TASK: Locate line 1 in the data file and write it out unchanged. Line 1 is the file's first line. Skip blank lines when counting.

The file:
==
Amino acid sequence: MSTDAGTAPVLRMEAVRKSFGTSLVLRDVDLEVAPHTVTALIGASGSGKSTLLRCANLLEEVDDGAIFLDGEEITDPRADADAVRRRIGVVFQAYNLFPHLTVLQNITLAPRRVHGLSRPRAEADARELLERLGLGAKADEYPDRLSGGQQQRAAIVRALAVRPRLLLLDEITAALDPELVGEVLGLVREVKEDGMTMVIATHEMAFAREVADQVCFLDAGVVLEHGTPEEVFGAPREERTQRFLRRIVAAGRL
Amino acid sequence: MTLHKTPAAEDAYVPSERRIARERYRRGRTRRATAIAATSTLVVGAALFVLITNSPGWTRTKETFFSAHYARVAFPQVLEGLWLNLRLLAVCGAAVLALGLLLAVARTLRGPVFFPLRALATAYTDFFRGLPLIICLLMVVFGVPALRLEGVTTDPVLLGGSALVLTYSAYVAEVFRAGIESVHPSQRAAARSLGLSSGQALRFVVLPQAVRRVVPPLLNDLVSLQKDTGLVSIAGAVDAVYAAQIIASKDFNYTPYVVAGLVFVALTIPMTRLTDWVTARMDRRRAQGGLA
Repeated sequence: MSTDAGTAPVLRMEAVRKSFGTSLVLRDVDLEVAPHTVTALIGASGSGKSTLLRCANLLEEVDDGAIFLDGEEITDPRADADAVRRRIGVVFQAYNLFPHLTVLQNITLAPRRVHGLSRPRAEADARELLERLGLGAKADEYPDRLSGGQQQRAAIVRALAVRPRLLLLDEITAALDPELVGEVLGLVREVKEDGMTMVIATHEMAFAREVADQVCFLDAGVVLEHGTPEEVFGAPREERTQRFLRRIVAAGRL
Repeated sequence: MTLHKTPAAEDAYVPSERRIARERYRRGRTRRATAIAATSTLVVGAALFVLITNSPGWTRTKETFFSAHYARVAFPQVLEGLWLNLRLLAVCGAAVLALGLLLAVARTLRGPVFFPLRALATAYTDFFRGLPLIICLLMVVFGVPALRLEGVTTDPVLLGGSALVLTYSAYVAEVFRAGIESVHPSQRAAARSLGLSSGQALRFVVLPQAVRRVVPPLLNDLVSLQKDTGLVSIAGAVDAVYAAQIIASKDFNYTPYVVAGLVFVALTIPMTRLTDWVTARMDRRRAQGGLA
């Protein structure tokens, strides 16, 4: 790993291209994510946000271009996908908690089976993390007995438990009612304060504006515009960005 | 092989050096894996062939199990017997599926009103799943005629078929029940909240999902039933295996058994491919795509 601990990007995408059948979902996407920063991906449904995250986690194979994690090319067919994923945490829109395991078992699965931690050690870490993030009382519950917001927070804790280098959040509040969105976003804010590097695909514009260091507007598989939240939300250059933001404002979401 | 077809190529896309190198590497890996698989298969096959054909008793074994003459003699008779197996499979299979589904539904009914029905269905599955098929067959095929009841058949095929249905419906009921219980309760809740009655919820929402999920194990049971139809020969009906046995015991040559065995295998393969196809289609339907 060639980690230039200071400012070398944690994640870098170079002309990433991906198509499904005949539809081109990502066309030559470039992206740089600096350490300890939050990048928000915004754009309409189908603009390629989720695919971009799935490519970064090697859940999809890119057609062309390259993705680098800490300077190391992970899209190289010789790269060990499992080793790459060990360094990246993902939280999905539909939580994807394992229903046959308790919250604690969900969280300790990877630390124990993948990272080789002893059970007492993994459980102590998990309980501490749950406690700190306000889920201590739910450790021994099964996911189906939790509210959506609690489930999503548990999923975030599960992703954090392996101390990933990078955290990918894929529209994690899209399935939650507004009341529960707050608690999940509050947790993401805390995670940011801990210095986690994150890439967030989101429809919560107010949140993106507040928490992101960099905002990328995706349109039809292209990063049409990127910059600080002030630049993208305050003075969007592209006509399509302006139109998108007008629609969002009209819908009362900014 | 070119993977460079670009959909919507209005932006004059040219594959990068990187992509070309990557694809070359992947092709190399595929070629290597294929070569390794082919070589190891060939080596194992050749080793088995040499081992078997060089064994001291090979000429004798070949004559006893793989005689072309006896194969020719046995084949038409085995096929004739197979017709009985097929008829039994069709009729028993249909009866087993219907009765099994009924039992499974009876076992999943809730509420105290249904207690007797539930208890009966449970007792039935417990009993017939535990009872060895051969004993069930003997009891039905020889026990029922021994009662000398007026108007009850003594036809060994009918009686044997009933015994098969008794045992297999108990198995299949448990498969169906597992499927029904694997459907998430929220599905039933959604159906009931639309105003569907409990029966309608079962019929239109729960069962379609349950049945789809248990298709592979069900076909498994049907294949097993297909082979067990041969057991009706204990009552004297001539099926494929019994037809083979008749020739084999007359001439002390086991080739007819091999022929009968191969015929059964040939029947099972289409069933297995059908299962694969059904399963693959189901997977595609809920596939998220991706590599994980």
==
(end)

Amino acid sequence: MSTDAGTAPVLRMEAVRKSFGTSLVLRDVDLEVAPHTVTALIGASGSGKSTLLRCANLLEEVDDGAIFLDGEEITDPRADADAVRRRIGVVFQAYNLFPHLTVLQNITLAPRRVHGLSRPRAEADARELLERLGLGAKADEYPDRLSGGQQQRAAIVRALAVRPRLLLLDEITAALDPELVGEVLGLVREVKEDGMTMVIATHEMAFAREVADQVCFLDAGVVLEHGTPEEVFGAPREERTQRFLRRIVAAGRL